Canada’s stock market rallied 22 per cent in 2021, but investors are betting on more gains as they shift from volatile growth stocks. 

The S&P/TSX Composite Index is trading near its cheapest level on record relative to the S&P 500 Index after getting caught up in the global stock rout. That’s emerging as a catalyst for gains, especially since looming interest-rate hikes and surging commodity prices benefit the value-heavy national equity benchmark.

Canadian stocks are below their five-year average valuation at about 14.4 times, and creeping toward levels as low as Japan’s Tokyo Stock Exchange Tokyo Price Index -- known for its low multiples. After years of soaring technology stocks, the growth-heavy S&P 500 Index, by contrast, is trading at 20.1 times forward earnings. 

“Canadian equities remain a strong relative value play within global markets, with 2022 likely positioned to see expanded reopening of the economy that should result in another year of record earnings and one of the strongest dividend growth cycles in decades,” Bank of Montreal Chief Investment Strategist Brian Belski said in a note. He expects the S&P/TSX to climb to 24,000 by the end of the year, which would mark another all-time high.

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Global benchmarks have tumbled in the first month of the year, but the TSX has staved off major losses. Propping up Canada’s market are value stocks, with financials and energy making up half of the index.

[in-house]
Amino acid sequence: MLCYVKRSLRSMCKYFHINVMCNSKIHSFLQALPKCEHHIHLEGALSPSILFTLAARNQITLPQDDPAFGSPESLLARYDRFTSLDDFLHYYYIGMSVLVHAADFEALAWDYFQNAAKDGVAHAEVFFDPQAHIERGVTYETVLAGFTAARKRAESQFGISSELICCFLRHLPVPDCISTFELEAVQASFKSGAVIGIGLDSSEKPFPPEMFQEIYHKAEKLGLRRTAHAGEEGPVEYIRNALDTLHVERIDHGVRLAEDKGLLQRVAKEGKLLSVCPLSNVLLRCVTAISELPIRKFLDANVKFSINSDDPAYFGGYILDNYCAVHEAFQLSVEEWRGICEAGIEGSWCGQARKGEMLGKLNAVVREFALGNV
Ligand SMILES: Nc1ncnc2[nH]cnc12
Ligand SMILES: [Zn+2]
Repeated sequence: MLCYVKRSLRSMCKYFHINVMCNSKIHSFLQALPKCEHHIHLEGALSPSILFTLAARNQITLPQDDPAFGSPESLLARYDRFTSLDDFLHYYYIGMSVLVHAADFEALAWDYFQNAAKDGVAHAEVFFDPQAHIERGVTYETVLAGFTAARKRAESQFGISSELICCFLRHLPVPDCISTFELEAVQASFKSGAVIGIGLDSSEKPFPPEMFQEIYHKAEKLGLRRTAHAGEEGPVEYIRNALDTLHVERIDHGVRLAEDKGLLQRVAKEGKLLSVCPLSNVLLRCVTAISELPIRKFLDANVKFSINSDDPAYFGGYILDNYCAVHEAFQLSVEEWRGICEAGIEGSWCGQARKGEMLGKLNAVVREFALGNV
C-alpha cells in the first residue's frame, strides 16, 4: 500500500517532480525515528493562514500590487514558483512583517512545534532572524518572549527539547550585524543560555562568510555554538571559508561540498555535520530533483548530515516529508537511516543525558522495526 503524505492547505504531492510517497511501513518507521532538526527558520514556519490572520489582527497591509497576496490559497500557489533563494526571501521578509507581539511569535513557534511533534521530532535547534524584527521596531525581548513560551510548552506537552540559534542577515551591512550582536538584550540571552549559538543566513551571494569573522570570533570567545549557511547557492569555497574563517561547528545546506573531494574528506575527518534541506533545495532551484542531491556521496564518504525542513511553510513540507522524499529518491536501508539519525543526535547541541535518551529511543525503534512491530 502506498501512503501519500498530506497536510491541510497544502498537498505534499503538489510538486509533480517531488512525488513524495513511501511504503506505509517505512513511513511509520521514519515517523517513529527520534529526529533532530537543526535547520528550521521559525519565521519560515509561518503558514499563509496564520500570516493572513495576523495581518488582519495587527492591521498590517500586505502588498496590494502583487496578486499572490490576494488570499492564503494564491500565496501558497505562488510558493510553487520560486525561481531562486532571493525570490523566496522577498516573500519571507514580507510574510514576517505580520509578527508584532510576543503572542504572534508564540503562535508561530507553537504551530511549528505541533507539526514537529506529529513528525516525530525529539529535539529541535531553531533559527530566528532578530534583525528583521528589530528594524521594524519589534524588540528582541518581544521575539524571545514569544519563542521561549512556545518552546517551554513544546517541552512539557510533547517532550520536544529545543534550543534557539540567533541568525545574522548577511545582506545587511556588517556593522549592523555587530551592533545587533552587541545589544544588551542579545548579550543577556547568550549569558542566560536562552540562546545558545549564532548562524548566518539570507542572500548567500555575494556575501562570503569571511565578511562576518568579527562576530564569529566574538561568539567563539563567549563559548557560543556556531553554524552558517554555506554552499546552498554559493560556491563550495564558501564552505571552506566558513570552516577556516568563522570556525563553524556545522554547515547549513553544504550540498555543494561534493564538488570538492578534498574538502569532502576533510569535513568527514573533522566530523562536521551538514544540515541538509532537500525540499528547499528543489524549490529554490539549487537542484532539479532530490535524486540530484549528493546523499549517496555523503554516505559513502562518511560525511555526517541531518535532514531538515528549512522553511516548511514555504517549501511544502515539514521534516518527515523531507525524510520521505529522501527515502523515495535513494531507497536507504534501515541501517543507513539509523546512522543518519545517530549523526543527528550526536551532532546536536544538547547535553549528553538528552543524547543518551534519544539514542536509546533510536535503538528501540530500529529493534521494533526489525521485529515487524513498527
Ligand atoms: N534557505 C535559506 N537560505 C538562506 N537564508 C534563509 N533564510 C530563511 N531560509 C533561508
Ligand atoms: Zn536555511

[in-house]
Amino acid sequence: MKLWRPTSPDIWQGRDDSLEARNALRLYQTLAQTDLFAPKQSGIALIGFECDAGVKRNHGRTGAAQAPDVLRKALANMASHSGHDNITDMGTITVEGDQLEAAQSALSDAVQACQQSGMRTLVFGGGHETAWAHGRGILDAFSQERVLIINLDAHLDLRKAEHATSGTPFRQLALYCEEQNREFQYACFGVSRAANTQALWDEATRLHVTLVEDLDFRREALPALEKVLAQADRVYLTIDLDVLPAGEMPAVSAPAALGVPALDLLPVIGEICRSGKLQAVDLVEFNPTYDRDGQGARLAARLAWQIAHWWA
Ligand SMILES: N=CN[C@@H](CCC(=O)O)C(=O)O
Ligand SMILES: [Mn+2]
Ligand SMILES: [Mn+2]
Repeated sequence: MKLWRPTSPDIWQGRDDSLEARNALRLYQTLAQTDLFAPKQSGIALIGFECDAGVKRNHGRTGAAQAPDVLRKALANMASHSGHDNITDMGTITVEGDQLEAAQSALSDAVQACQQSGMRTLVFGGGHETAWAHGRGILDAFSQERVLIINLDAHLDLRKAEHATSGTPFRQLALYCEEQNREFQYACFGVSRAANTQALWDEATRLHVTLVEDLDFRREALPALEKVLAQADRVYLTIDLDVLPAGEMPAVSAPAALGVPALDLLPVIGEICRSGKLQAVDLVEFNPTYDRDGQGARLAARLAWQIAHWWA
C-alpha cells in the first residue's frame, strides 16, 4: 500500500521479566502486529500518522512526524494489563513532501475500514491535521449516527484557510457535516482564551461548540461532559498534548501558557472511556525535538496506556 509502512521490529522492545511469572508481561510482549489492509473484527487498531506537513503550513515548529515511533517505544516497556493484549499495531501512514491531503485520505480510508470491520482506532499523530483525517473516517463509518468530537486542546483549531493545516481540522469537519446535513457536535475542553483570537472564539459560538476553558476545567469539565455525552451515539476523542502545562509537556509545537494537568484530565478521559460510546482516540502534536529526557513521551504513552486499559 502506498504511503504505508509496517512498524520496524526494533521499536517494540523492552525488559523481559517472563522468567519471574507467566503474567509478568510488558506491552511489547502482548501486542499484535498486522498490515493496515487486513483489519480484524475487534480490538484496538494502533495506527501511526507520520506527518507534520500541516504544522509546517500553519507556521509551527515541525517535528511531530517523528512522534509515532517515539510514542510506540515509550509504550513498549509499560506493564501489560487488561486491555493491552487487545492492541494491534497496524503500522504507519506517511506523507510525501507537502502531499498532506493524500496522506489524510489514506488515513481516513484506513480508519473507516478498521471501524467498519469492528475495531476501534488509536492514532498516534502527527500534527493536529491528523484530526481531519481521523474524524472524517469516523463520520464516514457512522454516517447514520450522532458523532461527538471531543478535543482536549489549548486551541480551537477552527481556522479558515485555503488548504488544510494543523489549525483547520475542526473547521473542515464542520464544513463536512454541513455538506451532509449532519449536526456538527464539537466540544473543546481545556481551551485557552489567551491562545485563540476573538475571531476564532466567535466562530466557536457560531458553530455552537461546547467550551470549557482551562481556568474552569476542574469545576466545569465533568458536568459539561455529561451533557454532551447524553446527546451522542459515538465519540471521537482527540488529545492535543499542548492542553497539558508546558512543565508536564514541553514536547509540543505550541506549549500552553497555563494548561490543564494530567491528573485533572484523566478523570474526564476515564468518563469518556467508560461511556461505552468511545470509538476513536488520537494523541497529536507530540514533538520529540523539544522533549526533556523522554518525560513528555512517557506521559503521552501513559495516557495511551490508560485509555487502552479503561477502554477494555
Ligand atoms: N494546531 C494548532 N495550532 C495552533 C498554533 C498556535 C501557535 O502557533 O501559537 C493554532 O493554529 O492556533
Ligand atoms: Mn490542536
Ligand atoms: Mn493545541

Foreign investors have already started pivoting. Global investors bought $30.1 billion in Canadian securities in November, the largest investment since April 2020, according to BMO Capital Markets research.

While market strategists expect wage increases and rising rates to squeeze profit margins this year, they also predict Canada’s value stocks can continue to turn out expectation-beating results. The nation’s equity benchmark rose 1 per cent Friday, ending the week 0.6 per cent higher.

Canadian National Railway Co. launched earnings season with an expectation-beating fourth quarter even after one of North America’s largest railroads contended with floods, frost and grain shortages -- a sign that Canada’s economy strengthened in the wake of strict COVID-19 restrictions.

The result could be a harbinger for what’s to come. Scotiabank market strategist Hugo Ste-Marie expects fourth quarter earnings per share from companies in the TSX to hit a new high as a bulk of the companies benefit from an improving economy.

“A healthy labor market, soaring commodity prices and resilient profit margins could argue for a beat,” Ste-Marie said in a note to clients, adding that pent-up demand trumps supply challenges and inflationary pressures.

The Bank of Canada and the U.S. Federal Reserve signaled on Wednesday that they could tighten monetary policy as early as March. The Big Six banks, which make up nearly a quarter of the TSX, would benefit the most.

“We’re looking at stronger than expected earnings in the financials and energy sectors that benefit in this environment,” Fiera Capital vice president and portfolio manager Candice Bangsund said in an interview. “I would expect positive surprises on those fronts given the sharp revival in economic growth and the rally in the commodities space.”